On the double reverse ... "It is one of those decisions that Coach (Terry) Malone made. It could have worked. I thought it was going to work. It was a great play because we have been working on those plays every day in practice. You have special plays that you have in the game plan and that was one of them. As soon as I got around the end I thought I was supposed to have a clear path to the end zone. (Chris) Perry's man tripped me up and made the play. Illinois made a good play on that and you have to give them credit for that."
On the possibility of throwing off of a reverse ... "I cannot throw. You might see it but I cannot throw. My arm is pretty bad. We might do it but I would have to talk to Coach (Scot) Loeffler and maybe he can help me with that. Tim Bracken played baseball in high school. Chris Perry claims he can throw. Everyone wants to throw. I cannot throw so I cannot ask the coaches to let me throw a pass."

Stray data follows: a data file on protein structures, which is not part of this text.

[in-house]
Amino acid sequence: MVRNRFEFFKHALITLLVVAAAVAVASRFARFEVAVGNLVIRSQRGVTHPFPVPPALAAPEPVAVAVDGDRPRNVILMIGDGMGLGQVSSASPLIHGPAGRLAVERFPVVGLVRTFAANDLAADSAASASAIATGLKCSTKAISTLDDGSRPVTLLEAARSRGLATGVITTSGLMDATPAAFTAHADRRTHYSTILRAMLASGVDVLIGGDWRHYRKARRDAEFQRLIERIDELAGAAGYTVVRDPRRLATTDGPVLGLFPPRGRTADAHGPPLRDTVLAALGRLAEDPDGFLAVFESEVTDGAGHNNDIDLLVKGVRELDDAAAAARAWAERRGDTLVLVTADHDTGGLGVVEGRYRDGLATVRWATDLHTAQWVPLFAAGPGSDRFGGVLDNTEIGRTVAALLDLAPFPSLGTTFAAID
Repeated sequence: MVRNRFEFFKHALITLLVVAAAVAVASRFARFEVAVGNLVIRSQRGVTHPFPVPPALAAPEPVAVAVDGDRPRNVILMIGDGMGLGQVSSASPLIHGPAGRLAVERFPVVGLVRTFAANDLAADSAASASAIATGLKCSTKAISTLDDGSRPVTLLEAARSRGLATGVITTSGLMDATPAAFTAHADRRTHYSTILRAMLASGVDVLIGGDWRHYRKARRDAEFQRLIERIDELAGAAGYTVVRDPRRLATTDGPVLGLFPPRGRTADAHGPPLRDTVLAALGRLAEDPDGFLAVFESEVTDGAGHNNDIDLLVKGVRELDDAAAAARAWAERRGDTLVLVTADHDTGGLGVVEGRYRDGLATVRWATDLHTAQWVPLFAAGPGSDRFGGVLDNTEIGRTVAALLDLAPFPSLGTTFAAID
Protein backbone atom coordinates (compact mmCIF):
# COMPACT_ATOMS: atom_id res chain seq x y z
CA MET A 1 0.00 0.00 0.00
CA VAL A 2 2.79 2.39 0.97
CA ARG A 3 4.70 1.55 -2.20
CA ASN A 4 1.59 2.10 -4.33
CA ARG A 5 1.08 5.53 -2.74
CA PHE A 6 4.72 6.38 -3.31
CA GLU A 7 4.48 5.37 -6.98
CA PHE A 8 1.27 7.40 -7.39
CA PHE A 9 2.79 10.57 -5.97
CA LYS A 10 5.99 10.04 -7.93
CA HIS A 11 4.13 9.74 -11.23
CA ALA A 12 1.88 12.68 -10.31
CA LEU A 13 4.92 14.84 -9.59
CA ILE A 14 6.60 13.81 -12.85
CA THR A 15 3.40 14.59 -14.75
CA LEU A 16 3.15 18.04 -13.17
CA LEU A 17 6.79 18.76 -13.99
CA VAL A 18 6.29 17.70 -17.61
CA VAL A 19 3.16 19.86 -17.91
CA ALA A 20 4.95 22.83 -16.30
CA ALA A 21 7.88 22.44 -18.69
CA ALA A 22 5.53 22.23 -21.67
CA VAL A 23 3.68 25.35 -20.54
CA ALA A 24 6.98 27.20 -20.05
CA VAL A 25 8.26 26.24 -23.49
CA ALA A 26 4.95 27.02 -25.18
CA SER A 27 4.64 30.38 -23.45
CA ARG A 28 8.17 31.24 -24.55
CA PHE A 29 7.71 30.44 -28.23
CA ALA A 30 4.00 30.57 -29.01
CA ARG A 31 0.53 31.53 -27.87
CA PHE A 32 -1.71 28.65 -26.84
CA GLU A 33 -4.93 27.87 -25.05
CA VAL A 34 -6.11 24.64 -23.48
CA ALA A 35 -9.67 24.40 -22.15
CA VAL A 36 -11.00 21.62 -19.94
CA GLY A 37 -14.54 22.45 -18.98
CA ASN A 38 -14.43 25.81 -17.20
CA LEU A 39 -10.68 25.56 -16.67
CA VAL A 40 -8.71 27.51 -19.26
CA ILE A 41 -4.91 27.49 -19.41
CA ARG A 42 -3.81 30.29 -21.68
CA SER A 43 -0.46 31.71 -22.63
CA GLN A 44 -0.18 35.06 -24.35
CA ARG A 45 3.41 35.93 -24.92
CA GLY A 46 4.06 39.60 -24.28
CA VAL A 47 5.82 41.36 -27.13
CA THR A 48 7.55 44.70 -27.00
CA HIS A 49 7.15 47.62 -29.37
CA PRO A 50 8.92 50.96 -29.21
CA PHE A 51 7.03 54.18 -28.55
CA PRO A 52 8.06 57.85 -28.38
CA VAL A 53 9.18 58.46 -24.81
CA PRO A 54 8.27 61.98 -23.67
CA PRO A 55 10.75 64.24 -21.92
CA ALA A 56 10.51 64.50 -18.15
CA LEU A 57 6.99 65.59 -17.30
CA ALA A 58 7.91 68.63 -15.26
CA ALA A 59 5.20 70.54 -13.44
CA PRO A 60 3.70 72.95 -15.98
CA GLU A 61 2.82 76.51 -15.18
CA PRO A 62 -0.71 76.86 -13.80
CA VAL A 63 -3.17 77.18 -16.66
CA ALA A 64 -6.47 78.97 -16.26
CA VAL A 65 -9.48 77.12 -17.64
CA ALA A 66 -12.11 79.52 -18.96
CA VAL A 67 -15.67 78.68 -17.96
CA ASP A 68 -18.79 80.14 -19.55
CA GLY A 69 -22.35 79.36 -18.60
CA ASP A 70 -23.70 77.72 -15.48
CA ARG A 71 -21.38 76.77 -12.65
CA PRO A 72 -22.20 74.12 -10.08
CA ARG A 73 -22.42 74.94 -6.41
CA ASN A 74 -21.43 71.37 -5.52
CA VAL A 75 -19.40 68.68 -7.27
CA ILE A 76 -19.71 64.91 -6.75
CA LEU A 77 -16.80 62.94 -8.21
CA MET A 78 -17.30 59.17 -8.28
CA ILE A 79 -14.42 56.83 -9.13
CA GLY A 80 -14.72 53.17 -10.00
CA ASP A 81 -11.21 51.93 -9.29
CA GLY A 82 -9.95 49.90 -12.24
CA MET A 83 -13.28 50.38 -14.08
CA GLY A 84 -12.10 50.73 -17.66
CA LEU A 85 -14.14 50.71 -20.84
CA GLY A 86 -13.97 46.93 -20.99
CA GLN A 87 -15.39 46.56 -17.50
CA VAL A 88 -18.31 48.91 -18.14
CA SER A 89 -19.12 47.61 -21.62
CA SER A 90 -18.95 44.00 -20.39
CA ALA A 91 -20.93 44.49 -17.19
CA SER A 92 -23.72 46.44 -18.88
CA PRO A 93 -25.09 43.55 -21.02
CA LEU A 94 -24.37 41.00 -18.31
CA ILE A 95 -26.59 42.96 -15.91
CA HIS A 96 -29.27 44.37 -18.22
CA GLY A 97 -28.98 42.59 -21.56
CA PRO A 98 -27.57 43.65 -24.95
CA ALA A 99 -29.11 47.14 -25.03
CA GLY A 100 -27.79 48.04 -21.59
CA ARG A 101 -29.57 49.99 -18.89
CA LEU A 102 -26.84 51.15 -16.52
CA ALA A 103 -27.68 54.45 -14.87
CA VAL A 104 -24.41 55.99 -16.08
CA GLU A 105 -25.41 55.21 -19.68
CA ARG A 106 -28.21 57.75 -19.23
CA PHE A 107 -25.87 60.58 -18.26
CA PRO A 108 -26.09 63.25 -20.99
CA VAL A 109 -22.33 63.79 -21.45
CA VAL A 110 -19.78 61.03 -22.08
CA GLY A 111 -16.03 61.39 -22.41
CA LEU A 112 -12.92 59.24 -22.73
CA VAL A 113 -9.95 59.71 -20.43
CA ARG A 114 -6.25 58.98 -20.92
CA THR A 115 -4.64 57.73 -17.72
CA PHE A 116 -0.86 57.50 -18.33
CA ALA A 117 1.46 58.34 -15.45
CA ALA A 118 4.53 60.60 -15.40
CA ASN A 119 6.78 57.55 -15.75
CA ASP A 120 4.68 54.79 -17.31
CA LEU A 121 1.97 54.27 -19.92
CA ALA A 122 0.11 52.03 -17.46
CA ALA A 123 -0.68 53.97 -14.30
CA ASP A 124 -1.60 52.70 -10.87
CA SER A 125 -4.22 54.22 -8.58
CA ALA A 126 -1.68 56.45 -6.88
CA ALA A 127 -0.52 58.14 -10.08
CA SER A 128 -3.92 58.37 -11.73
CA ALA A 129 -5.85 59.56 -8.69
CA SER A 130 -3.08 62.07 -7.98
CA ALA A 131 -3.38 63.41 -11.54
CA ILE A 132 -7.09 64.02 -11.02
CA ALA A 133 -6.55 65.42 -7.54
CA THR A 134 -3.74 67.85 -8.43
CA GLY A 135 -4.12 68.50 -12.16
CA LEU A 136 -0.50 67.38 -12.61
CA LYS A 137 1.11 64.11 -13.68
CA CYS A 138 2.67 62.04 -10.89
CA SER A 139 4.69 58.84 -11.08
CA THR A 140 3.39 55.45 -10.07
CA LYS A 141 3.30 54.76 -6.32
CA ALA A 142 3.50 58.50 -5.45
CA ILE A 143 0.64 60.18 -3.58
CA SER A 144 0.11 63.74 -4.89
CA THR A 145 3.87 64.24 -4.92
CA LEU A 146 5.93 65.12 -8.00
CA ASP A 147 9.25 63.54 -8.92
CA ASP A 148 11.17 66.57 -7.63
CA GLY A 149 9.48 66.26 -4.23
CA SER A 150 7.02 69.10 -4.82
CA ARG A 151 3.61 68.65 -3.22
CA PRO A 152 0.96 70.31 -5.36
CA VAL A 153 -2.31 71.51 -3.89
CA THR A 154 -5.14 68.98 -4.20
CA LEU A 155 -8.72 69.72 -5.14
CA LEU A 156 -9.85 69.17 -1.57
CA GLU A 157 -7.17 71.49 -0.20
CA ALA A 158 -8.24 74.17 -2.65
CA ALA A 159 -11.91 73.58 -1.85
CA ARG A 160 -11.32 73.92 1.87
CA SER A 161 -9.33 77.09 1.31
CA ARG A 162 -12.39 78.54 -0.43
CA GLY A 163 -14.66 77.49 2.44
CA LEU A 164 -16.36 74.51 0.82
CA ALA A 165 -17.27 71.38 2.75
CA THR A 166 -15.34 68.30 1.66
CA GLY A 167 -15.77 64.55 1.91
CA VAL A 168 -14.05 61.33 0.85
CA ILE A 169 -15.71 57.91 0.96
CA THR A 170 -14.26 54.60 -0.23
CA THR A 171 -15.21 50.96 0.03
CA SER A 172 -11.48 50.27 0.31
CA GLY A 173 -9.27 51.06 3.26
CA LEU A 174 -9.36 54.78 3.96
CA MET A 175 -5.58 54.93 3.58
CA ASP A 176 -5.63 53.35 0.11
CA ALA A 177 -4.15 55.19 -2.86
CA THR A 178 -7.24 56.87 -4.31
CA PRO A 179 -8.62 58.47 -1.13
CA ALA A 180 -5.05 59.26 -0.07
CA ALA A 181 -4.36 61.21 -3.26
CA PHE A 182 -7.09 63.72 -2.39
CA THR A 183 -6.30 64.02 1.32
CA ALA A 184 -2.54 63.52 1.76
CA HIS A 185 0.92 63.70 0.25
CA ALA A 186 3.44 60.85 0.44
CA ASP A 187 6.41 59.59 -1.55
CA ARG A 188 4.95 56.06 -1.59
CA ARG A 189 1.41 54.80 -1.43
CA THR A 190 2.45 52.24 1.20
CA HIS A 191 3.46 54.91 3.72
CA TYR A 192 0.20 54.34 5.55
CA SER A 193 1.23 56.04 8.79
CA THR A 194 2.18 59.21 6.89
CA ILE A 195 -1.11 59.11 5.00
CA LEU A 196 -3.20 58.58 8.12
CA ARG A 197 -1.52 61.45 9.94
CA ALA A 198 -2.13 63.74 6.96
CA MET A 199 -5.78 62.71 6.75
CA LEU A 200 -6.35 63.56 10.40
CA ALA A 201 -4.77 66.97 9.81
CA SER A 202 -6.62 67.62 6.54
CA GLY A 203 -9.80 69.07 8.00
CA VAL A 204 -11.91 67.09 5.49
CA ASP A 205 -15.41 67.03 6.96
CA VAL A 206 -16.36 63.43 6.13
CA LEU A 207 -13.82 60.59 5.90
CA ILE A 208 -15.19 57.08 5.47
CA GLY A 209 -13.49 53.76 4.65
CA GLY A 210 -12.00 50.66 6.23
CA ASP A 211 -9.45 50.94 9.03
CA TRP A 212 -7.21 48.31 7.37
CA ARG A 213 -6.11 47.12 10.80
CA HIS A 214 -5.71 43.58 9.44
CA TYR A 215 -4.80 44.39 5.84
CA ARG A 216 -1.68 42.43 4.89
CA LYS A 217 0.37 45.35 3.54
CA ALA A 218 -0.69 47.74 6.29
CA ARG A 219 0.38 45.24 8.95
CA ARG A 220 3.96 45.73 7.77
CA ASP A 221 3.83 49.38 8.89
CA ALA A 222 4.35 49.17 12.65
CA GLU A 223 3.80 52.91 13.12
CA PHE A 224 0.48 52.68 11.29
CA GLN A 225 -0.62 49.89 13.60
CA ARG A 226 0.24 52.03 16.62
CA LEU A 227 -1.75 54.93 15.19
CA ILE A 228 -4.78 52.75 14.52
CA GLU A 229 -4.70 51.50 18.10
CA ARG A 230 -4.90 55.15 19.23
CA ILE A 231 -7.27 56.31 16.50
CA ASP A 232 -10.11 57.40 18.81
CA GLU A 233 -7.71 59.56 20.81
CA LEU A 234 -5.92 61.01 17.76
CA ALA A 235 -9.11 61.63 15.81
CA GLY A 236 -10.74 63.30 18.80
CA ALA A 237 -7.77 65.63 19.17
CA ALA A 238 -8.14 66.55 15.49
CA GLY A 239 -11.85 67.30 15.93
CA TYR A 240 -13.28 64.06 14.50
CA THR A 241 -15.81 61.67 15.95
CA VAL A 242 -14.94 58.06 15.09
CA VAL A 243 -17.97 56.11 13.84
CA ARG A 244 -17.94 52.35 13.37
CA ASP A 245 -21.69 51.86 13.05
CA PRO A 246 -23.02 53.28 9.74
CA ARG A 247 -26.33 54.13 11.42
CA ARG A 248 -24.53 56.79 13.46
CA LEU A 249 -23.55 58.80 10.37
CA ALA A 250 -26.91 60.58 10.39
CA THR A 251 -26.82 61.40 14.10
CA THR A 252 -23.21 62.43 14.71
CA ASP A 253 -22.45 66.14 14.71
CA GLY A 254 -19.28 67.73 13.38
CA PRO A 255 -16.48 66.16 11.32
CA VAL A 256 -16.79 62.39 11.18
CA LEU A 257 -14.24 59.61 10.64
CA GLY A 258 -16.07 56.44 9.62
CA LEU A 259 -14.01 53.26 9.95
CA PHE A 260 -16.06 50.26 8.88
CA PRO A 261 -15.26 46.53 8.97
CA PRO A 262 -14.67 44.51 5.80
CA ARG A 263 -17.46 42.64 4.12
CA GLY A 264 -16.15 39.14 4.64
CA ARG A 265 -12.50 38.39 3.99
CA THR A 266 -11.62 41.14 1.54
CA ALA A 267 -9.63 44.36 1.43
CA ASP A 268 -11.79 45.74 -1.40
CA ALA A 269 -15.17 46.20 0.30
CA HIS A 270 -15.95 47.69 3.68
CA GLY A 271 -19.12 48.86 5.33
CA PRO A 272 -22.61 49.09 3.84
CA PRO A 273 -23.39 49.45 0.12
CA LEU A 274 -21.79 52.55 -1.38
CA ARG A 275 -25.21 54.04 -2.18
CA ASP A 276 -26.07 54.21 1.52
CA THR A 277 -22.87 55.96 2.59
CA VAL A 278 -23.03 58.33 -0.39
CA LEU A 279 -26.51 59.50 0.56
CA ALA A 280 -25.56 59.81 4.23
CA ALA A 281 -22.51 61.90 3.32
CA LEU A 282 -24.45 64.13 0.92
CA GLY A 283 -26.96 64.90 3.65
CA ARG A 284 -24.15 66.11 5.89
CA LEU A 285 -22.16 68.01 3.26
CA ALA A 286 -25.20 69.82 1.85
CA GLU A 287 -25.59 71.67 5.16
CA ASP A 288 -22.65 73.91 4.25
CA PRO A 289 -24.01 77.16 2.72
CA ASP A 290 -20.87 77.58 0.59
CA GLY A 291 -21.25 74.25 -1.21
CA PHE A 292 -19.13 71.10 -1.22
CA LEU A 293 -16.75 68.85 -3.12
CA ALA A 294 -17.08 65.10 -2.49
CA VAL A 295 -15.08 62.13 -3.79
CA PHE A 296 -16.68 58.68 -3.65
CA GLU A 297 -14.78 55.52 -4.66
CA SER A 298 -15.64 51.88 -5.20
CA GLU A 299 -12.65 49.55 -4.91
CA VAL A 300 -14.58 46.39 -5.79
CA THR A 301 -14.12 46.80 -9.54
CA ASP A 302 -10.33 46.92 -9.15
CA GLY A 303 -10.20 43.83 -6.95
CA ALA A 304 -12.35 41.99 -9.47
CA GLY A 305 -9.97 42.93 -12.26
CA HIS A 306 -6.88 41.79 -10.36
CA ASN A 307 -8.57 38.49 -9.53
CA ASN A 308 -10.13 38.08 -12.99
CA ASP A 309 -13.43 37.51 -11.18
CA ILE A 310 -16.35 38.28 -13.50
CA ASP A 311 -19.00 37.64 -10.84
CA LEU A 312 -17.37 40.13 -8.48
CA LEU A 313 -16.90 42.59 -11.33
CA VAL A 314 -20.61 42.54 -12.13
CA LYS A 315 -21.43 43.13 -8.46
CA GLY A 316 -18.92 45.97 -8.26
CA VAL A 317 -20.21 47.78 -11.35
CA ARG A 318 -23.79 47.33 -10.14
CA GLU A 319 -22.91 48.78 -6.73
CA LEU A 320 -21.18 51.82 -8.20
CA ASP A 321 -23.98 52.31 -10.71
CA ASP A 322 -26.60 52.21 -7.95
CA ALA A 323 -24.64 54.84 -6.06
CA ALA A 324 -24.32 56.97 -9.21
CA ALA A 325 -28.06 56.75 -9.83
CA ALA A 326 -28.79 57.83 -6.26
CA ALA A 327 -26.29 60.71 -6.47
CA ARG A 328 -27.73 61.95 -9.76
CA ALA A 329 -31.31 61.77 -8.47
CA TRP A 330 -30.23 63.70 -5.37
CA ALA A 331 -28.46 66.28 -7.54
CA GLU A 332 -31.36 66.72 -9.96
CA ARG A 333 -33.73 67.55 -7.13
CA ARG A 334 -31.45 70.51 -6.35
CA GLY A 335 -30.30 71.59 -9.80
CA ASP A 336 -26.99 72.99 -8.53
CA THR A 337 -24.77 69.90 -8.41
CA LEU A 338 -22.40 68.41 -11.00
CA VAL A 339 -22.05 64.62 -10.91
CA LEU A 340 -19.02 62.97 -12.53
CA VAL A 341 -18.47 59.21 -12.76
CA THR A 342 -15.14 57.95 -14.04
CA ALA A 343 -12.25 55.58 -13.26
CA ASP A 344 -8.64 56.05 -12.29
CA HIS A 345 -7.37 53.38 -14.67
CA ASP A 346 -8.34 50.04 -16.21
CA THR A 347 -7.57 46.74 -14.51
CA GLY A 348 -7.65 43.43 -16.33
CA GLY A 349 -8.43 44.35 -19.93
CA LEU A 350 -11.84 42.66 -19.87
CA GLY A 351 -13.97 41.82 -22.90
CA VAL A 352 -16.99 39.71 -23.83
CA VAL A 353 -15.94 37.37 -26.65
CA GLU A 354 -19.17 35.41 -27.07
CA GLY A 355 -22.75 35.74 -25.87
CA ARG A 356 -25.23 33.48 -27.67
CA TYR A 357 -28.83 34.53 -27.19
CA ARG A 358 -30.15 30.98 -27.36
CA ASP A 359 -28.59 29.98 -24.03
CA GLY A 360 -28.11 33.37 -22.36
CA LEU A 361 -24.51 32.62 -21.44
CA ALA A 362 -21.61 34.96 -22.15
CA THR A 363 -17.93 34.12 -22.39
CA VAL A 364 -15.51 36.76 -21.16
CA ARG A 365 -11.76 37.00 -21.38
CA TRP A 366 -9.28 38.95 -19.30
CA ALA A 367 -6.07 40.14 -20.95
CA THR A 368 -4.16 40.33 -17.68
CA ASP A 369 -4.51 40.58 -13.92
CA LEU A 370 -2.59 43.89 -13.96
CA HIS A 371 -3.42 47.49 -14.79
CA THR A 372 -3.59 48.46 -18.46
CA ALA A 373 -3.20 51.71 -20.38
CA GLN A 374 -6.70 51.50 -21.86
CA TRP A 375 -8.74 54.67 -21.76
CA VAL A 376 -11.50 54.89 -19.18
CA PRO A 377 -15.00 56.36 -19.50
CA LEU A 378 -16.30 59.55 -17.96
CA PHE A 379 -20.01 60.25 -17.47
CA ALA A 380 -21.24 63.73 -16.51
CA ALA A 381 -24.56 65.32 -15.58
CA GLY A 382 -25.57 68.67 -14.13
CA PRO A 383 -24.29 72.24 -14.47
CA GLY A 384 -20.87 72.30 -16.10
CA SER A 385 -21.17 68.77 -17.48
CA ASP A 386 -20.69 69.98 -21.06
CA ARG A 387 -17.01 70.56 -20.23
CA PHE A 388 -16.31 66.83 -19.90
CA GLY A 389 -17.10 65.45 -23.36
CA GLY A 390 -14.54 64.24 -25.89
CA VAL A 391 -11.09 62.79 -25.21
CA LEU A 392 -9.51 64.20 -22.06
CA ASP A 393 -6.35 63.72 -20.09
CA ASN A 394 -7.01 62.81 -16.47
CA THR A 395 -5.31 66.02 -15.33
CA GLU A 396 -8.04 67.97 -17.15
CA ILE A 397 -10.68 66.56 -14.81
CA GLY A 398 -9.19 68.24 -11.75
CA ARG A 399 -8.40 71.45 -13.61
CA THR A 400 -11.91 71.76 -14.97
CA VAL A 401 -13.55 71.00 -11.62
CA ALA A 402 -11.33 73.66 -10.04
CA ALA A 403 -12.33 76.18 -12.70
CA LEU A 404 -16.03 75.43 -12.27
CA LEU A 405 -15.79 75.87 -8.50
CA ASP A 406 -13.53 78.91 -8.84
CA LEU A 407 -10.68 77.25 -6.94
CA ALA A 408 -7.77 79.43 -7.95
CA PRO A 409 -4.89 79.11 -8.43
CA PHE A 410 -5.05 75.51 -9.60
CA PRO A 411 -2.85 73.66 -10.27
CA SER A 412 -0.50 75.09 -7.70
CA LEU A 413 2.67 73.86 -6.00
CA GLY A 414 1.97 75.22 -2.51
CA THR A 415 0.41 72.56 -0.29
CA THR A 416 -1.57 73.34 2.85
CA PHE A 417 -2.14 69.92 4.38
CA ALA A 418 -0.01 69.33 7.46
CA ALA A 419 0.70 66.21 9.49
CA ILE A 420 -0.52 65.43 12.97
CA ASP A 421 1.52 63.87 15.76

On the bye week ... "It is great because it allows us to get healthy. We have a lot of confidence going into the Penn State game. This week is going to give a lot of young guys a chance to get ready and some of the older guys a chance to heal their wounds."
On Penn State ... "Penn State is a real good team. Their offense is clicking and they play great defense. We expect their best effort whether they win or lose against Wisconsin."
On if they proved to themselves that the offense does work ... "Our main objective is to keep the ball off of the ground and not commit any turnovers. That kills drives and hurts your defense. We have been doing that the past couple of weeks. We have been turning the ball over and dropping passes. The defense stays on the field longer and you are not helping the defense out at all."
On what made the offense better on Saturday ... "Saturday John (Navarre) took what the defense gave him and that is part of the offense. Calvin (Bell) caught balls, I caught balls, Braylon (Edwards), Bennie (Joppru), Chris (Perry) ran well and so did B.J. (Askew). All the guys on offense were clicking on Saturday."